Tuesday, 23 April 2013

The Dinner by Herman Koch

I heard about this novel from my Dutch friends who raved about both the novel and the author – Herman Koch – who is a bit of a celebrity in his native Holland, and an actor in the long running satirical comedy series Jiskefet.  Okay, Dutch and sense of humour?  Maybe not so much - it's a bit like recommending a French bathing product.  Nevertheless,  when I picked up the book I still expected it to be amusing and it didn't disappoint.  But it’s also much more than that. Yes, the dinner is beautifully observed and bitingly funny - but it also leaves a disturbing taste in your mouth.  Even as you’re laughing, you’re uncomfortably complicit in the dark tale that unfolds over the course of the meal shared by two brothers Serge and – the narrator - Paul Lohman and their wives.

The couples meet to discuss their errant children and even before they arrive at the fashionable restaurant, Paul’s internal musing on whether to shave, or not to shave, raise a smile of recognition in the reader; even if the reader is me, a woman, who has – despite all claims to the contrary, and the nickname of Wolfgirl – no experience of facial hair.  What I do have professional experience of, however, is restaurants.  In the past I’ve eaten, not merely for recreational purposes, but for three years it was my job to eat out for the FT. This novel wickedly sends up the preoposterous rituals of dining in a high-end restaurant where people go to see and be seen and the food is presented with religious ritual and pomp.  When Koch begins to describe the absurd posturing of the maitre d’, the listing of specials, the over-eager replenishment of the water glass, the wine-tasting, you think for a second you’re reading A.A. Gill at his best – and worst.  This is especially true because Paul, our hapless diner, is just, well not to put too fine a point on it, not very nice.  His brother Serge however, a well-known politician, is worse.  At first you can’t help but sympathise with Paul for having to live up to this pretentious, more successful, prig.  But, of course, that’s not the whole story…

I’m not giving too much away when I say both the evening and the families soon begin to unravel, revealing a very sinister act that soon shows both brothers in their true light and raises the questions about nature vs nurture that all parents ask themselves.  How far would you go to protect your children?  Do you think your children could ever be capable of a horrific act?  Surely not?

One night, many years ago when my son aged around 13 was at a sleepover with a nice Catholic boy whose parents were remarkably down to earth for the chi-chi little private school they both attended, my husband and I were awakened in the middle of the night by furious ringing on the door bell.

Every parent knows that this is never a good thing.  As we hurriedly dressed and rushed down two flights of stairs to the door, I did a quick inventory of the children; the smallest was asleep, the elder boy – who followed us down to see what the commotion was about - was obviously safe.  My elder daughter was out with friends god knows where, and of an age to raise anxiety, but at least the younger son was okay, tucked up in the house of God in West London.  My heart was racing as my husband opened the door – we had already seen the silhouette of two men in black wearing helmets , but nothing quite prepares you for the anxiety of a policeman’s knock in the middle of the night.  You immediately think a child must be dead, then a parent – and under grizzly circumstances.  Why else would they send a police delegation?  What I certainly didn’t expect was to see my tear stained son’s face, cowering behind the officers.  Apparently, after the holy family had gone to sleep, their son and mine had let themselves out of the house and been caught tagging – writing graffiti on a wall near his friend’s house – in junkie heaven in Paddington.  Tagging!  My husband and I repeated weakly.  The child didn’t even have the sense to really ‘tag’ but had helpfully written his own name.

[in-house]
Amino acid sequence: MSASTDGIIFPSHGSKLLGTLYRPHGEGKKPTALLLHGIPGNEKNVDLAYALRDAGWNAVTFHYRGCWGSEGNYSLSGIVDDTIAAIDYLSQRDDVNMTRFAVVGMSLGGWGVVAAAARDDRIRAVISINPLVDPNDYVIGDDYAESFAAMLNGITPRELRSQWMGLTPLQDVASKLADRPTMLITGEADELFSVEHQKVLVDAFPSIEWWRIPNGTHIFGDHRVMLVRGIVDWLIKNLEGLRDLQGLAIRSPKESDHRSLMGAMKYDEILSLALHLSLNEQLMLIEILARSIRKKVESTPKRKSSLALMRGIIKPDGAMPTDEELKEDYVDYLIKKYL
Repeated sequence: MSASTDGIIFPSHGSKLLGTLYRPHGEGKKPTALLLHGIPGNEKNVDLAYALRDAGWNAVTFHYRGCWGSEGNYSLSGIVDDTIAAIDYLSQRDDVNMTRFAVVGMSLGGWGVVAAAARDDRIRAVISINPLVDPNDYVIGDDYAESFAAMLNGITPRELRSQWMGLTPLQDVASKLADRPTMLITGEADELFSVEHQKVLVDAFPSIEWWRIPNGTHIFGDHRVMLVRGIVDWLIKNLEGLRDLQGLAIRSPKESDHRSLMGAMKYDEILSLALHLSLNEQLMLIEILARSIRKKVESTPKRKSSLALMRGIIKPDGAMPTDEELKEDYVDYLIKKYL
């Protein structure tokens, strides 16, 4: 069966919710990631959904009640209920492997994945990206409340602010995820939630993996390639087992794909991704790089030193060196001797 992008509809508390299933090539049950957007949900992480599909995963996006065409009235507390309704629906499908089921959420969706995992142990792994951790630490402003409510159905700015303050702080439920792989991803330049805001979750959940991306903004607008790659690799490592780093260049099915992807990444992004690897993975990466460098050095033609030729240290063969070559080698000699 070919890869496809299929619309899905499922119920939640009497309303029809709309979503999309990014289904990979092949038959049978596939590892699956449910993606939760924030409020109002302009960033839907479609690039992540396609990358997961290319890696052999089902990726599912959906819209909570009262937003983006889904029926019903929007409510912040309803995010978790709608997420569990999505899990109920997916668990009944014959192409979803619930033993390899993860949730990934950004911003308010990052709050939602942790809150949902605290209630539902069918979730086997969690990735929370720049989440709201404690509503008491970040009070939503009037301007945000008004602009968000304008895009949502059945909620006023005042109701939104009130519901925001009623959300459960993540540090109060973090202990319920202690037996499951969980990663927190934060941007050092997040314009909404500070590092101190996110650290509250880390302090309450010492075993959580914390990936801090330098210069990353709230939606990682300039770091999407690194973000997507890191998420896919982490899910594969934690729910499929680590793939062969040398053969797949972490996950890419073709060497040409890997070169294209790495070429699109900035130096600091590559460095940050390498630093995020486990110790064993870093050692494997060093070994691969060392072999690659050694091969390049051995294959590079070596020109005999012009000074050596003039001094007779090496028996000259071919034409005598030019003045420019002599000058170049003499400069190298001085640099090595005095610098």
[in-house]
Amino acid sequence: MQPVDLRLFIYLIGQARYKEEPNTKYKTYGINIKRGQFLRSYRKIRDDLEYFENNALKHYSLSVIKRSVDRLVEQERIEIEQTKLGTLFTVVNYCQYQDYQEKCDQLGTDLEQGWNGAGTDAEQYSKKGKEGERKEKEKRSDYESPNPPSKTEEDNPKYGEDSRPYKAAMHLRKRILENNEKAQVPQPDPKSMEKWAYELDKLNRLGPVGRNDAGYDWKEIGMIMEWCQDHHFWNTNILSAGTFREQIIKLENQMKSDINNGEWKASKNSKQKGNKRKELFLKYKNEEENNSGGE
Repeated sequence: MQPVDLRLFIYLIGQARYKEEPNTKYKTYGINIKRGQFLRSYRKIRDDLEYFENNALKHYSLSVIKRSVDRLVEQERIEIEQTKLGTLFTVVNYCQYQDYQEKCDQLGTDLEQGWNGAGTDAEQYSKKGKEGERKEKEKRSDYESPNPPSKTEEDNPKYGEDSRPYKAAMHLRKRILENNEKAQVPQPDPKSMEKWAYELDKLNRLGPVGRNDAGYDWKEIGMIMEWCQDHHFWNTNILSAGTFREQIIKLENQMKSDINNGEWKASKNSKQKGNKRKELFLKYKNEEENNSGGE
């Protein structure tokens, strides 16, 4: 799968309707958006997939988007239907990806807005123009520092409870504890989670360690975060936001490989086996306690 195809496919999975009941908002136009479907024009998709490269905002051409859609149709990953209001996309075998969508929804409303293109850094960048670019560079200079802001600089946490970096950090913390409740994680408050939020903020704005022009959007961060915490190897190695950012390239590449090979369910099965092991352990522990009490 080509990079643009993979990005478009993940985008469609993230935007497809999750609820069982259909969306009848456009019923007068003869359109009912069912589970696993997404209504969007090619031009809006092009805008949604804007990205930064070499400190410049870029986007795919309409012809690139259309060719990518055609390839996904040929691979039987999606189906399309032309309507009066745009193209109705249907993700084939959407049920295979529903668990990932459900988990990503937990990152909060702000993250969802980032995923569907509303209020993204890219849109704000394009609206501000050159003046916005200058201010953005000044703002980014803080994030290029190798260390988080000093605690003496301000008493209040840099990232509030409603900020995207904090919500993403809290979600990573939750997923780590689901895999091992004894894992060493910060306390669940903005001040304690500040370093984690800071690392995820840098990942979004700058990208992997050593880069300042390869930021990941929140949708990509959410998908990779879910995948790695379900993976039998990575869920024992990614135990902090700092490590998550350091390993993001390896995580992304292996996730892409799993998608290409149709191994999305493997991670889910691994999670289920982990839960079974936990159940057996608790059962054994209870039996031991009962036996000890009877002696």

We took him inside gave him a sound talking to and sent him to bed.  Then as my husband and I went to bed, I expressed a profound relief.  ‘I know,’  said my husband, ‘part of it was shock, but I just wanted to laugh.  I thought he’d robbed a house or been caught selling drugs or buying them or something.’ 

Well, suffice to say that the kids in The Dinner are involved in something more serious and sinister than daubing on a wall.  We grounded our son who was sensible enough to know that having the name Hussein, even then, was Not-a-Good-Thing and that the only reason he got off with a caution was because he talked posh and went to a private school.  The Catholic kid prayed about his crime with his parents, and later became a pot head and was expelled from the school.  

What happens here?  Well, it’s a little different, and very morally ambiguous.  And if this book doesn’t send you racing to Google genetic illnesses as you race through the pages to the end, then I’ll eat my napkin.

And if you find one that matches let me know because despite spening a whole morning on the web researching(when I should have been working), I didn’t find one – which as far as I’m concerned, is the story’s only flaw.

Monday, 22 April 2013

I'm on fire

I’ve burned for lovers, and had my fingers burned as a result. I've burned with longing, with desire, and with fever. But now I just burn.  I wake in the morning and my arms are on fire.  On a bad day it creeps into my chest.  On a really bad day, it wakes me up long before the night has even ended and I lie there feeling like I’ve been scalded, tossing and turning.  On the worst of days I’ve groaned with agony.  It’s hard not to think about those times when I open my eyes it’s there at 6am, waiting for me.